60.41 Jorge Balliengo
 Argentina
58.04 Ronald Julião
 Brazil
54.97
Hammer Juan Cerra
 Argentina
69.42 Patricio Palma
 Chile
68.53 Eduardo Acuña
 Peru
67.26 NR
Javelin Arley Ibargüen
 Colombia
81.07 CR NR Noraldo Palacios
 Colombia
77.87 Júlio César de Oliveira
 Brazil
73.51
Decathlon Carlos Chinin
 Brazil
7474 Oscar Mina
 Ecuador
6659 Fernando Korniejczuk
 Argentina
6505[10]
WR world record | AR area record | CR championship record | GR games record | NR national record | OR Olympic record | PB personal best | SB season best | WL world leading (in a given season)

Women's events[edit]

Event Gold Silver Bronze
100 metres Lucimar de Moura
 Brazil
11.59 Felipa Palacios
 Colombia
11.79 Thaíssa Presti
 Brazil
11.85
200 metres Norma González
 Colombia
23.73 Thaíssa Presti
 Brazil
23.85 Jennifer Padilla
 Colombia
24.23
400 metres Norma González
 Colombia
52.62 Emily Pinheiro
 Brazil
52.73 Jailma de Lima
 Brazil
52.95
800 metres[11] Rosibel García
 Colombia
2:05.21 Christiane dos Santos
 Brazil
2:06.72 Muriel Coneo
 Colombia
2:07.32
1500 metres Rosibel García
 Colombia
4:20.30 Muriel Coneo
 Colombia
4:23.38 Rosa Godoy
 Argentina
4:23.63
5000 metres Inés Melchor
 Peru
16:00.41 NR Sueli Silva
 Brazil
16:14.95 Rosa Alba Chacha
 Ecuador
16:17.75
10,000 metres Inés Melchor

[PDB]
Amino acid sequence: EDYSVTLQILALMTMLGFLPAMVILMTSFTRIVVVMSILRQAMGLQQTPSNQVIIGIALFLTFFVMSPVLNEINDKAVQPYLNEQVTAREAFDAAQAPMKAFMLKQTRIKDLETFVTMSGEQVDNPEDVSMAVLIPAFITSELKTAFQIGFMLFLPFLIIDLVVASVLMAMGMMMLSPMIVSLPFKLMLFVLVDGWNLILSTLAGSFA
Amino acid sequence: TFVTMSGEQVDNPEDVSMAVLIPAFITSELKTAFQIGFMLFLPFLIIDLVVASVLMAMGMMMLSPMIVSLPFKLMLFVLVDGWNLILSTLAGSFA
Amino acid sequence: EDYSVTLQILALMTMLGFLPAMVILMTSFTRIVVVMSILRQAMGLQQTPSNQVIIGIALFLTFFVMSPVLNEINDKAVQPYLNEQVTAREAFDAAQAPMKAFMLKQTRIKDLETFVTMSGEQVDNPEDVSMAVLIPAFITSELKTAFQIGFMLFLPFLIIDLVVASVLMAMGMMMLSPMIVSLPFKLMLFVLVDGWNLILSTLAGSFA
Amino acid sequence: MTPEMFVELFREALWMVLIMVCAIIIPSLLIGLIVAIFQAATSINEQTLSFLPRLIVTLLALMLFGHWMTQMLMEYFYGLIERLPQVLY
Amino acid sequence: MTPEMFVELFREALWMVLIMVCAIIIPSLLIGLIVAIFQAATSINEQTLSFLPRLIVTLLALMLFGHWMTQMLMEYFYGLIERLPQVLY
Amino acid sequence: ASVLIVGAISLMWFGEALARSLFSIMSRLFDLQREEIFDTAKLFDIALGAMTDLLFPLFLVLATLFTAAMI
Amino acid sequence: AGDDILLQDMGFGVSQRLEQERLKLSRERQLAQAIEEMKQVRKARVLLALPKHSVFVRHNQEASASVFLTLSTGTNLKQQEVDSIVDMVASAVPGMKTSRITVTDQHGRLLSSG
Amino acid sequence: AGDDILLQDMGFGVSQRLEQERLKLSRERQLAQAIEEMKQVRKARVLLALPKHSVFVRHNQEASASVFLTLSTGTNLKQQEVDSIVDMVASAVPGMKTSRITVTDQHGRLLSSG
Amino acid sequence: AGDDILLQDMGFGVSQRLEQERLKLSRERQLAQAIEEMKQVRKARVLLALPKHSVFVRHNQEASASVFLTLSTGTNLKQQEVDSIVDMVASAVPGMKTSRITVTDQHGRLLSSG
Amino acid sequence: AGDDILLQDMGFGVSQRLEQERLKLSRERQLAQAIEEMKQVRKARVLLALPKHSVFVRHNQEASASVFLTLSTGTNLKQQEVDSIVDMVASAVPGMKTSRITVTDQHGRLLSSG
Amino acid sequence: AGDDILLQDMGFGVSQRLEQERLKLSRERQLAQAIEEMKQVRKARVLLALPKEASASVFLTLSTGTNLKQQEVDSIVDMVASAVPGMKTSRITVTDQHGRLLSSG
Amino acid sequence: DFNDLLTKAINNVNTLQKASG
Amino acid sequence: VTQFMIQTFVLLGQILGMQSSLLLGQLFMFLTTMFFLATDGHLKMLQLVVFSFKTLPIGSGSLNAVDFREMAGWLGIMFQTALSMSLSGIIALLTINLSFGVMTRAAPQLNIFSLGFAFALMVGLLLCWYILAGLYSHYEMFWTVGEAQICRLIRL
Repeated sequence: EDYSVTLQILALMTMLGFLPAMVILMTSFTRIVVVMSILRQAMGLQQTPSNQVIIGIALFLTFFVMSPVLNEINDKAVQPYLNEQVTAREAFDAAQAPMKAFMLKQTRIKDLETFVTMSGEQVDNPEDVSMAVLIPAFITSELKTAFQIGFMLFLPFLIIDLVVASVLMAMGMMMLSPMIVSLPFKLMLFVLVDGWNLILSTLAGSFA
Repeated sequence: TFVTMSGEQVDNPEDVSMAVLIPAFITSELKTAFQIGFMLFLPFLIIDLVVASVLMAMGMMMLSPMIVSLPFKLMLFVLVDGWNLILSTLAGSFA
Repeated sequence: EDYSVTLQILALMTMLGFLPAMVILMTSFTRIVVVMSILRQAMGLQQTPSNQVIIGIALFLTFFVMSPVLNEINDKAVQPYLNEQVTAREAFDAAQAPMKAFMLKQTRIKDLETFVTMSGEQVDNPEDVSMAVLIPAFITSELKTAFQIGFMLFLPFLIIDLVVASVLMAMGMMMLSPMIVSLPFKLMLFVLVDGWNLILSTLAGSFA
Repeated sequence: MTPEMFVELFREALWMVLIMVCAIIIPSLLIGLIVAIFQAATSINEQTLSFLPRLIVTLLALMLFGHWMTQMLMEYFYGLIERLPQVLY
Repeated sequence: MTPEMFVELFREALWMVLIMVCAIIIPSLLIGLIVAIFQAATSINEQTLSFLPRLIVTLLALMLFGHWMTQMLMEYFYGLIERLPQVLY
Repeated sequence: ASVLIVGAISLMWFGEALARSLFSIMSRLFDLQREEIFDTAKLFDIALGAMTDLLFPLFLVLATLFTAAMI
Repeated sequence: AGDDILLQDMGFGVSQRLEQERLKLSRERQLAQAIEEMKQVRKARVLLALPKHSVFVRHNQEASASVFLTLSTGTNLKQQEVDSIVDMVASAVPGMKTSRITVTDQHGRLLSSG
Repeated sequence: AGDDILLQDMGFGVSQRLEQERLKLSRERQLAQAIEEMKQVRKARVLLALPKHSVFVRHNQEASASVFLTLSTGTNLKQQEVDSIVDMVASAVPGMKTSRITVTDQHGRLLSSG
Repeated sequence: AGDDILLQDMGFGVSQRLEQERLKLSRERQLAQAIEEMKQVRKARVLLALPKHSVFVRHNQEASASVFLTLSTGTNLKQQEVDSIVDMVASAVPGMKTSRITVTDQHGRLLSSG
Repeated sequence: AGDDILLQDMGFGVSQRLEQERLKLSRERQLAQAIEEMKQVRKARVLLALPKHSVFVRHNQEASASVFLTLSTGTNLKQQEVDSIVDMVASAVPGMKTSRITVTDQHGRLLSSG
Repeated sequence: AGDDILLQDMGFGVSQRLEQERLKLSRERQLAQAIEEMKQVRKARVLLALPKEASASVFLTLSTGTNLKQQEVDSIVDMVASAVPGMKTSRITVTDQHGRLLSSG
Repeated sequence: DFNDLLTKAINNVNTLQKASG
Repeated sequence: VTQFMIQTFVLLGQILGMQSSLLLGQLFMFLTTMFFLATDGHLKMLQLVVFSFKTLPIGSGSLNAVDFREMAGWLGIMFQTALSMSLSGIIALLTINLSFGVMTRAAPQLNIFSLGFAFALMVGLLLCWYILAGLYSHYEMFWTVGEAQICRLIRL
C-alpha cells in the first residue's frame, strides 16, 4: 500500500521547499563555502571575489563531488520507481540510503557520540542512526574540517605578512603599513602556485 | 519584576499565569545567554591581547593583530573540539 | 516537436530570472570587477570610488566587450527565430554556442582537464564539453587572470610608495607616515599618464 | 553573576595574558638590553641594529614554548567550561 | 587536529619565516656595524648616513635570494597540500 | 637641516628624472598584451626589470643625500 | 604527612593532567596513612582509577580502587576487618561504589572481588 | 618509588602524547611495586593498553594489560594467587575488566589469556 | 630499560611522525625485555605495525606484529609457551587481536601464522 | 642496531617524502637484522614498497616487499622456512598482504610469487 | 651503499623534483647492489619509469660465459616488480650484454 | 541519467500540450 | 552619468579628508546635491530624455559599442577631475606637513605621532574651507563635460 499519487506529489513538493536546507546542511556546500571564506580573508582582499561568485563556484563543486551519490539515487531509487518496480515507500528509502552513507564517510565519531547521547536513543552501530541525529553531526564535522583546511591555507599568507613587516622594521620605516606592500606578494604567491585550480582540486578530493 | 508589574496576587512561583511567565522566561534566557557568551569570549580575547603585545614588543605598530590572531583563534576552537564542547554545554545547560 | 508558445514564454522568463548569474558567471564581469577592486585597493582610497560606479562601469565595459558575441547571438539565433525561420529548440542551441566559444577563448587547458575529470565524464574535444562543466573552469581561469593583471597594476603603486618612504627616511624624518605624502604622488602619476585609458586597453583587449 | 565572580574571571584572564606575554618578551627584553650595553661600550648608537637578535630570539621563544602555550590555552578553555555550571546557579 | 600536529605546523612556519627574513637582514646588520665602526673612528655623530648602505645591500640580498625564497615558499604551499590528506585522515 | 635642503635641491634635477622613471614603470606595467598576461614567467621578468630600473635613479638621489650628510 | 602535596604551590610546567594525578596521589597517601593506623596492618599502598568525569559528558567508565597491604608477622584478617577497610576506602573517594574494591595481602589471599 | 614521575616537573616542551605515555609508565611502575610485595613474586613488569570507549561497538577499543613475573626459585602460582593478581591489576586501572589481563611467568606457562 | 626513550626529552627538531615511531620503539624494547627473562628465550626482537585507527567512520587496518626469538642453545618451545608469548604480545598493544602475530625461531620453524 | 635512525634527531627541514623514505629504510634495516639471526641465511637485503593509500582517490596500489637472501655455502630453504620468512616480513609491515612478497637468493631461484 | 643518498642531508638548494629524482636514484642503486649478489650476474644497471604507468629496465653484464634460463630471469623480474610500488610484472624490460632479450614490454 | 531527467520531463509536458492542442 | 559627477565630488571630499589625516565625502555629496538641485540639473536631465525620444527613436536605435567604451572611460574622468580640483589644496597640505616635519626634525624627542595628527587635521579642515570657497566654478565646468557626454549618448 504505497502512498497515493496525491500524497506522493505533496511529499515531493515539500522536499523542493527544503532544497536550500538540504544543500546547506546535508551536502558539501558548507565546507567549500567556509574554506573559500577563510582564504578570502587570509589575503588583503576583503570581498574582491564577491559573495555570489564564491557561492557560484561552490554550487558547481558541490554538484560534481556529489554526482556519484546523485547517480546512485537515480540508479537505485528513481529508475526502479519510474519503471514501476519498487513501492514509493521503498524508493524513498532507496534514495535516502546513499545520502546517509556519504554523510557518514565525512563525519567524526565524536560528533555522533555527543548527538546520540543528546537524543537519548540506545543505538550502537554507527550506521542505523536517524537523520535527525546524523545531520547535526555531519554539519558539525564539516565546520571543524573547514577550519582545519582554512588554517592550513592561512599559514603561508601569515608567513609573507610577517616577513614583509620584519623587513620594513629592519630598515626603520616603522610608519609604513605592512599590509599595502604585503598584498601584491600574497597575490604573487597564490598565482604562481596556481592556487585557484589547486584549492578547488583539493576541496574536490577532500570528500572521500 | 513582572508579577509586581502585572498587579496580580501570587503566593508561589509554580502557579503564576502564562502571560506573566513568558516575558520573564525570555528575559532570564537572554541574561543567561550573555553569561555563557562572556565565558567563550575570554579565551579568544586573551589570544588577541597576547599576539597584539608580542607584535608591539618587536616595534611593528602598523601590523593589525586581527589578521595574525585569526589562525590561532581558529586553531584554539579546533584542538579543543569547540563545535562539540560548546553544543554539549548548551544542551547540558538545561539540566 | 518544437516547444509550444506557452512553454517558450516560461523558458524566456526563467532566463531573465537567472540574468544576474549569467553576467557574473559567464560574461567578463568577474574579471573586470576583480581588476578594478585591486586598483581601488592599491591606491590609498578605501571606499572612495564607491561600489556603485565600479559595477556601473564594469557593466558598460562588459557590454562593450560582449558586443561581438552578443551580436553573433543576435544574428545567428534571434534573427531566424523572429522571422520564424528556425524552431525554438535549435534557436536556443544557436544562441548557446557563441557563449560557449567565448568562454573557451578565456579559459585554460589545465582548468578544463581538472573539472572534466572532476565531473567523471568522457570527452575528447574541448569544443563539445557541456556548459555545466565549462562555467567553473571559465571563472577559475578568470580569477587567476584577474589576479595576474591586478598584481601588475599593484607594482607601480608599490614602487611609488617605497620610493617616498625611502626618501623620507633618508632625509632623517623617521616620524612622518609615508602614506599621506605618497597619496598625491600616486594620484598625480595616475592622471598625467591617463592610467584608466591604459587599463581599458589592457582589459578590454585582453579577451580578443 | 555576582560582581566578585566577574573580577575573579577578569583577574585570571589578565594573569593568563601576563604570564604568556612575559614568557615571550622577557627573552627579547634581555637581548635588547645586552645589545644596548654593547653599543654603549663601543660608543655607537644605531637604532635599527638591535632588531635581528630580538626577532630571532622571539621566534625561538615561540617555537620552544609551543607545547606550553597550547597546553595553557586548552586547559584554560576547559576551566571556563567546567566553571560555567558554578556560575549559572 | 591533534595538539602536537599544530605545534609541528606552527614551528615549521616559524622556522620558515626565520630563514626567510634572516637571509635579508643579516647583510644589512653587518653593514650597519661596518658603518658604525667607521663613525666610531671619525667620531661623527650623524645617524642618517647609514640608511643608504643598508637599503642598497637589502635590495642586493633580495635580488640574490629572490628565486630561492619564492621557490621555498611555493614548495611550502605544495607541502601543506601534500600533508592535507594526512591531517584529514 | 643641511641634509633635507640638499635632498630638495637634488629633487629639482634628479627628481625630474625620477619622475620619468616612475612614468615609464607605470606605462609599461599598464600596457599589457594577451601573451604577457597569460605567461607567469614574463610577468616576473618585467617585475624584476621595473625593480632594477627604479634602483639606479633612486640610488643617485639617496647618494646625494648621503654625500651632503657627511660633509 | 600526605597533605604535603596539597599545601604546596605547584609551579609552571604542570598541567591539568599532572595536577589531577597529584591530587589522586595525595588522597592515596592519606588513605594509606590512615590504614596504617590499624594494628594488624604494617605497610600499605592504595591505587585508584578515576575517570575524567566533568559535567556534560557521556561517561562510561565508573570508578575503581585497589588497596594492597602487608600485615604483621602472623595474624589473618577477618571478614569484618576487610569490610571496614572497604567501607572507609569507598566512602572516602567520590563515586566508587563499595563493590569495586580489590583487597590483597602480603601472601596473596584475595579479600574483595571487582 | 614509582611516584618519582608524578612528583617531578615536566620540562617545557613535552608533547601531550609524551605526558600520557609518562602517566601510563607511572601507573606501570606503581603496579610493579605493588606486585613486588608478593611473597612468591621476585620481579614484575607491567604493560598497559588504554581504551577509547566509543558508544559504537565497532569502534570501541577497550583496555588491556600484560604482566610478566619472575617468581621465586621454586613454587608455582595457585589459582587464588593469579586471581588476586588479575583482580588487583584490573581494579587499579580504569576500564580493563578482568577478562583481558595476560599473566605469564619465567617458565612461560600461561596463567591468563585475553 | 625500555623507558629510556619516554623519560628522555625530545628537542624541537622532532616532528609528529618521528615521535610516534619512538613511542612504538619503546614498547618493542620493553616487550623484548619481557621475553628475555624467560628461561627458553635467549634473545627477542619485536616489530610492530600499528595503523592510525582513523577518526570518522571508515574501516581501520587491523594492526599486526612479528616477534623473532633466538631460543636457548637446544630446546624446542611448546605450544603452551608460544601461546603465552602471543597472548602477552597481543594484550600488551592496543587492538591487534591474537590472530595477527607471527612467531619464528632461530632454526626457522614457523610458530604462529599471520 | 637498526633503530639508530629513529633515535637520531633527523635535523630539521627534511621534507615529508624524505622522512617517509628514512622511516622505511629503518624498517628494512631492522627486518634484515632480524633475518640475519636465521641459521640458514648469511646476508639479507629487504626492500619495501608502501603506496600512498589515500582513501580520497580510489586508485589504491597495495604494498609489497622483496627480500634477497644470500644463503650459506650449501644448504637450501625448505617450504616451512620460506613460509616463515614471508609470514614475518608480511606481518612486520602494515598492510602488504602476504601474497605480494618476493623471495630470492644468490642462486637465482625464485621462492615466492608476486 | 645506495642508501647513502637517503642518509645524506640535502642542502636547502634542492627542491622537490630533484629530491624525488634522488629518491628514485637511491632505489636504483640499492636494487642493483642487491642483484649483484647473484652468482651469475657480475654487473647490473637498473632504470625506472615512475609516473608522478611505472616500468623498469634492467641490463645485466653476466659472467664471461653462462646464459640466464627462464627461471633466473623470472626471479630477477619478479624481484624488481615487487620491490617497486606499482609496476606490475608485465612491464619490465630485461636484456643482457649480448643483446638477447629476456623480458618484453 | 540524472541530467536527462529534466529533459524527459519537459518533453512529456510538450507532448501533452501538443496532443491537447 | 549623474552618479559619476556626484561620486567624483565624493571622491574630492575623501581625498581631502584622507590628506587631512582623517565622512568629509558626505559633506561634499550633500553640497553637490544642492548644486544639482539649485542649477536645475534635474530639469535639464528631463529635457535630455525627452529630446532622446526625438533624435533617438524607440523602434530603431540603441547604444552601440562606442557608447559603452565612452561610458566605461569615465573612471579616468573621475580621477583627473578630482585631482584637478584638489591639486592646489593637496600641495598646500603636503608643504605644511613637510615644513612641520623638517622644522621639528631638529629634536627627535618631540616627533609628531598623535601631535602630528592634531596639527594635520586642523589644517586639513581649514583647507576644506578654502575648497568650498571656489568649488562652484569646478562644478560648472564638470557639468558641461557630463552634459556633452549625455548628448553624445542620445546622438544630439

Peru
33:11.79 CR Cruz Nonata da Silva
 Brazil
33:36.60 Sueli Silva
 Brazil
33:47.15
100 metres hurdles Brigith Merlano
 Colombia
13.22 Soledad Donzino
 Argentina
13.48 Fabiana Morães
 Brazil
13.56
400 metres hurdles[12] Madelene Rondón
 Venezuela
58.29 Lucy Jaramillo
 Ecuador
58.45 Princesa Oliveros
 Colombia
58.67
3000 metres steeplechase Sabine Heitling
 Brazil
9:52.54 CR Ángela Figueroa
 Colombia
9:54.83 NR Rosa Godoy
 Argentina
10:12.95
20000 metre track walk Johana Ordóñez
 Ecuador
1:34:58 CR AR Sandra Zapata
 Colombia
1:35:53 NR Tânia Spindler
 Brazil
1:36:32 PB
4 x 100 metres relay  Colombia
Felipa Palácios
Alejandra Idrovo
Darlenis Obregón
Norma González
44.18  Brazil
Rosemar Coelho Neto
Lucimar de Moura
Thaíssa Presti
Jailma de Lima
44.52  Ecuador
Lorena Mina
Karina Caicedo
Liliana Núñez
Erika Chávez
47.20
4 x 400 metres relay  Brazil
Geisa Coutinho
Sheila Ferreira
Jailma de Lima
Emmily Pinheiro
3:32.69  Colombia
Kelly López
Alejandra Idrovo
Yennifer Padilla
Norma González
3:35.83  Ecuador
Karina Caicedo
Erika Chávez
Maria Corozo
Lucy Jaramillo
3:45.99
High jump Catherine Ibargüen
 Colombia
1.88 Solange Witteveen
 Argentina
1.85 Mônica de Freitas
 Brazil
1.82
Pole vault Fabiana Murer
 Brazil
4.60 CR Carolina Torres
 Chile
4.10 Alejandra García
 Argentina
4.10
Long jump[13] Keila Costa
 Brazil
6.62 Andrea Morales
 Argentina
5.78 Verónica Davis
 Venezuela
5.60
Triple jump[14] Catherine Ibargüen
 Colombia
13.93 Verónica Davis
 Venezuela
13.83 Tânia da Silva
 Brazil
13.38
Shot put Natalia Ducó
 Chile
17.73 Elisângela Adriano
 Brazil
16.63 Andréa Pereira
 Brazil
16.16
Discus Elisângela Adriano
 Brazil
61.00 CR Karen Gallardo
 Chile
55.91 María Angélica Cubillán
 Venezuela
54.07 NR
Hammer Eli Johana Moreno
 Colombia
65.79 Odette Palma